Suntech Power isn't the only solar company in China struggling to pay its bills. Across the board, companies are struggling with huge losses, stoked by excess supply in the industry.
In the U.S., many of these companies would have failed by now, but China funds solar companies through state-run banks such as the China Development Bank. Just last week, ReneSola, which has $902 million in debt and had a gross margin of just 3.3% last quarter, signed another $50.9 million loan agreement with the bank.
This free flow of money has nearly every Chinese solar manufacturer giving away solar panels.
Another bad quarter
Today's news comes from JA Solar, one of the largest manufacturers in the world. The company shipped 500 MW of solar products in the fourth quarter but managed just $263.2 million in revenue and had a negative-4.6% gross margin. On the bottom line, the company lost $102.4 million, or $2.65 per share, almost as much as the entire company is worth.
JA Solar shipped 80 MW more product than it anticipated, but even higher shipments couldn't bring the company close to a profit. If you have to give away solar product at 4.6% below cost, even when you're running close to capacity, there must be something wrong.
Hanwha SolarOne also recently announced a bad quarter. Shipments were 198.9 MW and revenue was $134.3 million, but the company had a negative 31.3% gross margin and lost $104.4 million, or $1.24 per share. In this case, that's more than the entire company is worth.
These aren't unusual results in the Chinese solar market. Trina Solar and Yingli Green Energy , two more of the world's largest solar manufacturers, also reported low-single-digit gross margins for the fourth quarter, despite strong shipments. The only hope is that all of this will lead to long-term profits as the solar market grows.
A means to an end — sort of
The goal for China is to basically starve everyone else out of the market. It's worked in a way. Q.Cells, Energy Conversion Devices, Solyndra, and many others have gone bankrupt trying to compete against subsidized Chinese companies.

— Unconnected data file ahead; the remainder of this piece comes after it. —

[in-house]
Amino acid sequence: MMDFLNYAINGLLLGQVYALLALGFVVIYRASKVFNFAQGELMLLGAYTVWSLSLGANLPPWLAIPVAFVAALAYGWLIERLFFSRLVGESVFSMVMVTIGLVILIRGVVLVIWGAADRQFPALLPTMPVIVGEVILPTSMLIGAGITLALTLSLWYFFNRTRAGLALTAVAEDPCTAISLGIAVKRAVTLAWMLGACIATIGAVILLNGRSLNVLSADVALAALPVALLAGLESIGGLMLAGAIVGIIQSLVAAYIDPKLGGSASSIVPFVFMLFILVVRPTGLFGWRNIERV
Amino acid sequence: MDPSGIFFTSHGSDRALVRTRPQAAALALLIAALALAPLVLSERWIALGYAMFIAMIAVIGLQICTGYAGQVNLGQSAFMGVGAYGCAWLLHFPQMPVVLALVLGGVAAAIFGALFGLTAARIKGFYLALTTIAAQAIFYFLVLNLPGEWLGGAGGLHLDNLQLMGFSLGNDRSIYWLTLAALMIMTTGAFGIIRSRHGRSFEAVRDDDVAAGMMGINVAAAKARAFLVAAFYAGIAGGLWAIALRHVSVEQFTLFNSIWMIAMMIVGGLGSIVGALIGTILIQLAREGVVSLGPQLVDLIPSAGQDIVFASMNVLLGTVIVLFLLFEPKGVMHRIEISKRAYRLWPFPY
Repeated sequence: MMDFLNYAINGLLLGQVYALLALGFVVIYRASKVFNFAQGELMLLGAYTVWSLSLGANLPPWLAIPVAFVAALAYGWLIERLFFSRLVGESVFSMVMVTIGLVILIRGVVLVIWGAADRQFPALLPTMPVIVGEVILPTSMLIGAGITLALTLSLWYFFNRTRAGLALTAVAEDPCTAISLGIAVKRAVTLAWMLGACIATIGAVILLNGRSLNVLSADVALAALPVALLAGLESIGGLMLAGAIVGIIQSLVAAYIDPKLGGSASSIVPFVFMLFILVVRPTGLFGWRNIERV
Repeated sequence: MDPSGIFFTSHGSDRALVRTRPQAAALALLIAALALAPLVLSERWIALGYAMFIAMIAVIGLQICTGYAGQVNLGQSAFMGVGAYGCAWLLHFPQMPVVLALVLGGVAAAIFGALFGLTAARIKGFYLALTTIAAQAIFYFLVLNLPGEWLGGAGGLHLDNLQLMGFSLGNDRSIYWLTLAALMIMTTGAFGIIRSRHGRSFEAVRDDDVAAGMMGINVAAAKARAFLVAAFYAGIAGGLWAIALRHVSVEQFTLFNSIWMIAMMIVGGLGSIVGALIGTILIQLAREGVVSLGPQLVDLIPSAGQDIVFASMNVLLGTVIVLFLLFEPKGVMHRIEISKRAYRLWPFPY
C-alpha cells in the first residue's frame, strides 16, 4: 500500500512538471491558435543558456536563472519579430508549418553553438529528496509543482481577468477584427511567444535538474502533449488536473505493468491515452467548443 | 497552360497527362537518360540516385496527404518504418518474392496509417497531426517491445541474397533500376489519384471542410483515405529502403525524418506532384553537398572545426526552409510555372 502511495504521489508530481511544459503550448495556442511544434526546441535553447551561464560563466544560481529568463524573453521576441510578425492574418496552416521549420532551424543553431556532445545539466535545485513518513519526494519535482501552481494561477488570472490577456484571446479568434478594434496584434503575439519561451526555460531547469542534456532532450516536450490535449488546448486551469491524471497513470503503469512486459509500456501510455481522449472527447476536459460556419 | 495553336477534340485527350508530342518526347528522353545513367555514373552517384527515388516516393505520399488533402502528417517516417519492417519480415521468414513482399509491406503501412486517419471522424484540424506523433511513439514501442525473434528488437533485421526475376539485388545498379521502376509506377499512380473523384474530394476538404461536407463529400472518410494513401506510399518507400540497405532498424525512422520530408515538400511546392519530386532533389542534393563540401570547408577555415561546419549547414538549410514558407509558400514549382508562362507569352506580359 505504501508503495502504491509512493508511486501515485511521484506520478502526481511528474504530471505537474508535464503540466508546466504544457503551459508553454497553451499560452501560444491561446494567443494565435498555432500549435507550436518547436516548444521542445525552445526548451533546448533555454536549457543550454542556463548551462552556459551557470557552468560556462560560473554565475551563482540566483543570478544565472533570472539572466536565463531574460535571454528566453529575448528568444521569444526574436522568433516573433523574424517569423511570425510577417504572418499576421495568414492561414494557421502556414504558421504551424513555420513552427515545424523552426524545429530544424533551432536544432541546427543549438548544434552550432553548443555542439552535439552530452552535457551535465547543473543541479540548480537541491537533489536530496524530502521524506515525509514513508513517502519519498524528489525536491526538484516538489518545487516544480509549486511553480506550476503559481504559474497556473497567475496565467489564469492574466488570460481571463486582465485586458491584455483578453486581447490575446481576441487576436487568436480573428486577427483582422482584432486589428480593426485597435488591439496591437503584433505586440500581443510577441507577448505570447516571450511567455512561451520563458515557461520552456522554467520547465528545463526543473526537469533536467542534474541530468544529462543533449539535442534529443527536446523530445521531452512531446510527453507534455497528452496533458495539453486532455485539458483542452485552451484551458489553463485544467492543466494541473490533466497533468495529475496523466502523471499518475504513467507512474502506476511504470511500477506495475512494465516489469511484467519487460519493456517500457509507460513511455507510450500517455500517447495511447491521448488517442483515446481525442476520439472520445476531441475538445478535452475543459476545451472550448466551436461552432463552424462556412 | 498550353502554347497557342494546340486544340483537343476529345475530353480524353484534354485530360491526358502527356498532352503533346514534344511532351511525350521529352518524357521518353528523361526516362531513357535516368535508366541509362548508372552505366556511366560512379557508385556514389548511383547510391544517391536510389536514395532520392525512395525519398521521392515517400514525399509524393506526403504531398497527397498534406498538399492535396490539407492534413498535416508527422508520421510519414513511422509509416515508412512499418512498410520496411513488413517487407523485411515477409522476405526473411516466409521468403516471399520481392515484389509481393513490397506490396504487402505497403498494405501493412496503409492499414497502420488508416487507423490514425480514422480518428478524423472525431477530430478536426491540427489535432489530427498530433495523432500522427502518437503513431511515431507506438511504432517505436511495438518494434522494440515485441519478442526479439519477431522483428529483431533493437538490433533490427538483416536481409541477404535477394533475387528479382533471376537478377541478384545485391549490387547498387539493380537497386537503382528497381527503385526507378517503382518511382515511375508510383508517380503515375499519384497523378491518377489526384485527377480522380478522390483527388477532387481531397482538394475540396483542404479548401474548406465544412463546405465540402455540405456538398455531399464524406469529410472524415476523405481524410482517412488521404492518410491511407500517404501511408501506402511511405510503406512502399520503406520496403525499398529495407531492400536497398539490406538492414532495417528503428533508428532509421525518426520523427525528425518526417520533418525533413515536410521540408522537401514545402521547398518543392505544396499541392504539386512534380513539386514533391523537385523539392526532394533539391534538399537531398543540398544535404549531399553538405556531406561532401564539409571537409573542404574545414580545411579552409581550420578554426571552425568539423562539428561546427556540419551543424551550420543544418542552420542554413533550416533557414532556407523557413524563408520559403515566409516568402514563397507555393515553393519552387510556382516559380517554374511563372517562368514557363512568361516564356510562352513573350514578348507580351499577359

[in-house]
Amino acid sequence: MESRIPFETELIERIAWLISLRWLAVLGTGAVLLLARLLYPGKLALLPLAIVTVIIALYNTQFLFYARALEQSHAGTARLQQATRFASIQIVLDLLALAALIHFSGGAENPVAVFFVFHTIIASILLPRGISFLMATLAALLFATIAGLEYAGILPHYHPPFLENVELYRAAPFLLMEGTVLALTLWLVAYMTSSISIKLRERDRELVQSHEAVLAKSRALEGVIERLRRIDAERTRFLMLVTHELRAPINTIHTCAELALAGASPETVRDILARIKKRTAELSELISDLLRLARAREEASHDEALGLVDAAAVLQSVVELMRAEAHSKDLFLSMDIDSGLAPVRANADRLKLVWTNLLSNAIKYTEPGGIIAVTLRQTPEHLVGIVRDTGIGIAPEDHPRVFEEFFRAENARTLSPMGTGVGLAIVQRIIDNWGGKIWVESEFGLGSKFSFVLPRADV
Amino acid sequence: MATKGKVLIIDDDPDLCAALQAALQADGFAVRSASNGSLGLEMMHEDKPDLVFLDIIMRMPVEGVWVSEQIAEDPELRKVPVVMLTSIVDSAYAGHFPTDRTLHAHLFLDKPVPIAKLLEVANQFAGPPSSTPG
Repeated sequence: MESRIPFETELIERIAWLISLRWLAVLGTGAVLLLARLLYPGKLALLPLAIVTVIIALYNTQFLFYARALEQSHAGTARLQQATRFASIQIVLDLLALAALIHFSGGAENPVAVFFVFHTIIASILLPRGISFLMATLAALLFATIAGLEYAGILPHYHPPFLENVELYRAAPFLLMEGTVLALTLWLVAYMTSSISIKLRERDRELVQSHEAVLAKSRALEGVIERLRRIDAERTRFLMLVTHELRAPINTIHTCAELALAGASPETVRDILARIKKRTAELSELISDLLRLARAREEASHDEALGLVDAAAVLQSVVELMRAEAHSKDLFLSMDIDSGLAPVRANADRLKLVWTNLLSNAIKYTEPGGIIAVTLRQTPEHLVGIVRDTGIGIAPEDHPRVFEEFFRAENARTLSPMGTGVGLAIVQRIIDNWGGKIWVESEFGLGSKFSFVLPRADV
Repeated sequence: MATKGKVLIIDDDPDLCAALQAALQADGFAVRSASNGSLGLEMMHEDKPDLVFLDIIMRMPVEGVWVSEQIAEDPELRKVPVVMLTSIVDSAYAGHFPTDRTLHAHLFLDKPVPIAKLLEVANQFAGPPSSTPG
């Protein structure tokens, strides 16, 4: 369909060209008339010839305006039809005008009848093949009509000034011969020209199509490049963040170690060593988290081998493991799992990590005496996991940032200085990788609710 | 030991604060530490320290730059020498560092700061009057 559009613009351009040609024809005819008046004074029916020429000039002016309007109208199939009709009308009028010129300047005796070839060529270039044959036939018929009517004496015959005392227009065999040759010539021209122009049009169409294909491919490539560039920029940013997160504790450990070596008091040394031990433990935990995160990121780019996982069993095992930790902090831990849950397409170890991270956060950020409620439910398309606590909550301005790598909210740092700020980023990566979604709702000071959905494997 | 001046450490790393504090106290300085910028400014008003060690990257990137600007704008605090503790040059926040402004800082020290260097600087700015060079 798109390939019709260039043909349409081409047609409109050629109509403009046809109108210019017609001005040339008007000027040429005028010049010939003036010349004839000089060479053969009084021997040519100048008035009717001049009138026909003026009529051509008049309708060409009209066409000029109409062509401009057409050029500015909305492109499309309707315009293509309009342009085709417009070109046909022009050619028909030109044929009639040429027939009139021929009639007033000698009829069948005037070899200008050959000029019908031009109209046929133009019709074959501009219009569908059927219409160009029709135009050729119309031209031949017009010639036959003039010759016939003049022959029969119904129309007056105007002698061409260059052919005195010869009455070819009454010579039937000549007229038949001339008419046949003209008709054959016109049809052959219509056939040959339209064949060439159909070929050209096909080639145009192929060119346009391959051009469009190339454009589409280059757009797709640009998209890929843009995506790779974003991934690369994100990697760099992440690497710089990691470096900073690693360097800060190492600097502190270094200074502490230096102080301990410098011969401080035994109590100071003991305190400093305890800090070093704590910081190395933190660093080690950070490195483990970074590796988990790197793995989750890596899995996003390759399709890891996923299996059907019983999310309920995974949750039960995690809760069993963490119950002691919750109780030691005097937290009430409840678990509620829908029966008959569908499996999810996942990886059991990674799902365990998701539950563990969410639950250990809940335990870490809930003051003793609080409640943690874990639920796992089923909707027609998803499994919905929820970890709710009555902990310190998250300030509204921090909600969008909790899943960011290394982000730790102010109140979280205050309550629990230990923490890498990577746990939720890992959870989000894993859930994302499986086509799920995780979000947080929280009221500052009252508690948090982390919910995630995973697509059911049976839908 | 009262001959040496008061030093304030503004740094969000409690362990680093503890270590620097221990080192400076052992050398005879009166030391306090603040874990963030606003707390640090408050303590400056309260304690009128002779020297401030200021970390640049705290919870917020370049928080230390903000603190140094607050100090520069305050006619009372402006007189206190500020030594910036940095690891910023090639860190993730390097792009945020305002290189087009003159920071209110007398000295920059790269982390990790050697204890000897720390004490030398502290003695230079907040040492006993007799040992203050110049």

The U.S. and Europe are fighting back with tariffs on Chinese solar products, with some success. Companies have had to rely on China for more of their sales recently, and they're having a hard time charging reasonable prices in the U.S. and Europe. But can companies survive long enough for supply and demand to get back into balance? And will they still be relevant by the time they do?
Fighting against the grain
The problem with China's strategy is that they've invested so much in technology that will eventually become obsolete. GT Advanced Technologies is constantly improving the efficiency and cost effectiveness of equipment it supplies to solar manufacturers. This summer, the company should be releasing a new HiCz product that brings efficiency to a new level, something forward-thinking solar companies should be investing in.
But when I talked to GTAT's CEO last year, he said Chinese companies simply don't have the money to buy new equipment. Demand was coming from the Middle East, the U.S., and Europe, where new entrants are trying to build the next generation of solar equipment.
If Chinese solar manufacturers are selling products below cost now, what will they do when more efficient products hit the market? Eventually, even a free panel wouldn't be worthwhile to installers because the added efficiency is worth the cost. In an article late last year, I highlighted why cost matters less as efficiency improves.
Foolish bottom line
The latest earnings reports are another data point showing why investors should avoid Chinese solar. Just because China keeps dumping money into these companies doesn't mean you should. They're on the wrong side of the industry, and their strategic position is only getting worse.
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